- Band pull-through.
Example upper-body reconditioning exercises:
- Physio-ball push-ups.
- Standing cable rows.
- Dumbbell press.
Example cardiovascular reconditioning exercises:
- Distance running.
- Low-impact training (i.e. elliptical/stationary bike).
- Interval runs (1:3 work to rest ratio).
Phase III: Accumulative strength
The third phase is when lighter, on-field, sport-specific training begins. This happens together with strength training exercises that focus on different parts of the body. The off-season allows for greater volumes and more recovery time between workouts.
During this time, use moderate loads and perform moderate rounds and reps. Phase three lasts four to six weeks.
Example lower-body accumulative strength exercises:
- Bulgarian split squat.
- Reverse lunge.
- Safety squat.
- Hex deadlift.
Example upper-body accumulative strength exercises:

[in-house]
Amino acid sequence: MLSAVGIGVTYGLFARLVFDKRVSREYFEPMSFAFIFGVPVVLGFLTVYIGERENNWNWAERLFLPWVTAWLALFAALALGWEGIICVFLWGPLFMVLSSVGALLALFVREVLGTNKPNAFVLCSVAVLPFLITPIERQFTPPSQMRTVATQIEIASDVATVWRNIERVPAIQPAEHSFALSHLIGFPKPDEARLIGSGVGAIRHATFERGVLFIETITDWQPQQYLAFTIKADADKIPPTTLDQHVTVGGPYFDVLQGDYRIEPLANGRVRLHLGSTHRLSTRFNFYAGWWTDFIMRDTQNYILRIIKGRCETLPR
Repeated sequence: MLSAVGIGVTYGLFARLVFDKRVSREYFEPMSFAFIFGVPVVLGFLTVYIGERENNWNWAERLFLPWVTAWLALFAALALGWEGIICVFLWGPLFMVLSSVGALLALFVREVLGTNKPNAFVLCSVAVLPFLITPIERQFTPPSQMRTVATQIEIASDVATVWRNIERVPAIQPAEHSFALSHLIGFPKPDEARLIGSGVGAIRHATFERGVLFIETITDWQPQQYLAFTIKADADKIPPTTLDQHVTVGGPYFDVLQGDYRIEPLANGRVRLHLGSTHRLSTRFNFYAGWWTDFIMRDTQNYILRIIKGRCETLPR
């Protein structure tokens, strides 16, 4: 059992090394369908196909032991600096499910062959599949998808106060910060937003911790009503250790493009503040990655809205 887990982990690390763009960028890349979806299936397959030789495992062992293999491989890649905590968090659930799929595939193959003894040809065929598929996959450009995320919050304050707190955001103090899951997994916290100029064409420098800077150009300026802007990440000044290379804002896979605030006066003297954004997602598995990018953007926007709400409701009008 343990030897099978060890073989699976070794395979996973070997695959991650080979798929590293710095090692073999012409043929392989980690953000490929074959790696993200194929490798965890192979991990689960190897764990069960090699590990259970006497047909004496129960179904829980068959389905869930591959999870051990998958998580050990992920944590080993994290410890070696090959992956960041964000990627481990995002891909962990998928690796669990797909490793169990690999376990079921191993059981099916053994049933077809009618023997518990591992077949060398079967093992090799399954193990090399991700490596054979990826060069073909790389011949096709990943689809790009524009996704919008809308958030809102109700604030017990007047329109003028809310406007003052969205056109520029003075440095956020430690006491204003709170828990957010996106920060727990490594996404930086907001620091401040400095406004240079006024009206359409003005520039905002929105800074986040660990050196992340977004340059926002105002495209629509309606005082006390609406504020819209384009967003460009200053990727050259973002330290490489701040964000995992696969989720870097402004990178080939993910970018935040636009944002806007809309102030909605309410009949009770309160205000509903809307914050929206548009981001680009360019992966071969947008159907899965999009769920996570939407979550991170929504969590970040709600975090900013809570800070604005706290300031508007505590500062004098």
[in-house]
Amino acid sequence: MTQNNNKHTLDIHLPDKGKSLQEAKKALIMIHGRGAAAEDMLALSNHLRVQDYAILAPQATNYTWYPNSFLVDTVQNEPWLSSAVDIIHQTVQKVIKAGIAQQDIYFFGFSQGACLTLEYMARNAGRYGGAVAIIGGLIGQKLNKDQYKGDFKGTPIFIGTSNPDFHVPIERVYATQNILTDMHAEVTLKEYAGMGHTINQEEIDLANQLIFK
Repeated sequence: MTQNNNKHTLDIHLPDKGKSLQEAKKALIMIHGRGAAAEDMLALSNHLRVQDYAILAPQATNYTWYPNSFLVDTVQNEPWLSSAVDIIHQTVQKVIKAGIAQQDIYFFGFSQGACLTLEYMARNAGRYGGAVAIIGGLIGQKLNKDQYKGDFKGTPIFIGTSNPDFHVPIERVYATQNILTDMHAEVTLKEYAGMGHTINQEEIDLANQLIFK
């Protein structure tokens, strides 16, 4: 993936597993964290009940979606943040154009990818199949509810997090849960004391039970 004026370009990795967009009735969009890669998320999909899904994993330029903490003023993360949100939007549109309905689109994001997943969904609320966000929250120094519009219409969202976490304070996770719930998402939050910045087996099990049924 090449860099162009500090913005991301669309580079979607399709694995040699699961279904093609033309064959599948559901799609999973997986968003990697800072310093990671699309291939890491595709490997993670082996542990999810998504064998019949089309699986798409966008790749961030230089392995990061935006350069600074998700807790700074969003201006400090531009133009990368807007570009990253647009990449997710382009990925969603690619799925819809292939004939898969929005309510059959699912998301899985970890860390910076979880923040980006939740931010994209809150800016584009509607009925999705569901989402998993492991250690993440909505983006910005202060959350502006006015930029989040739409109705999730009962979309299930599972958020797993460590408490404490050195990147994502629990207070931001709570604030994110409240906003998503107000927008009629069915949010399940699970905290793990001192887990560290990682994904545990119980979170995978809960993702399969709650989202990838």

- Three-point dumbbell row.
- Plate swimmers.
- Single-arm standing cable press.
Example cardiovascular accumulative strength exercises:
- Long sprints (100-400 m sprints).
- Base-running drills.
- Sprints with change of direction.
Phase IV: Strength-speed
This training phase focuses on building the strength in motion. This strength-speed comb is important in sprinting, jumping, and reactive sports. This more complex phase builds the force and movement speed needed for loaded positions.
Complex training combines high-loaded functional movements with light-load power exercises. One example is a deadlift followed by countermovement jumps.
Use moderate to heavy loads and perform a moderate number of rounds and reps. This phase lasts two to three weeks.
Example lower-body strength-speed exercises: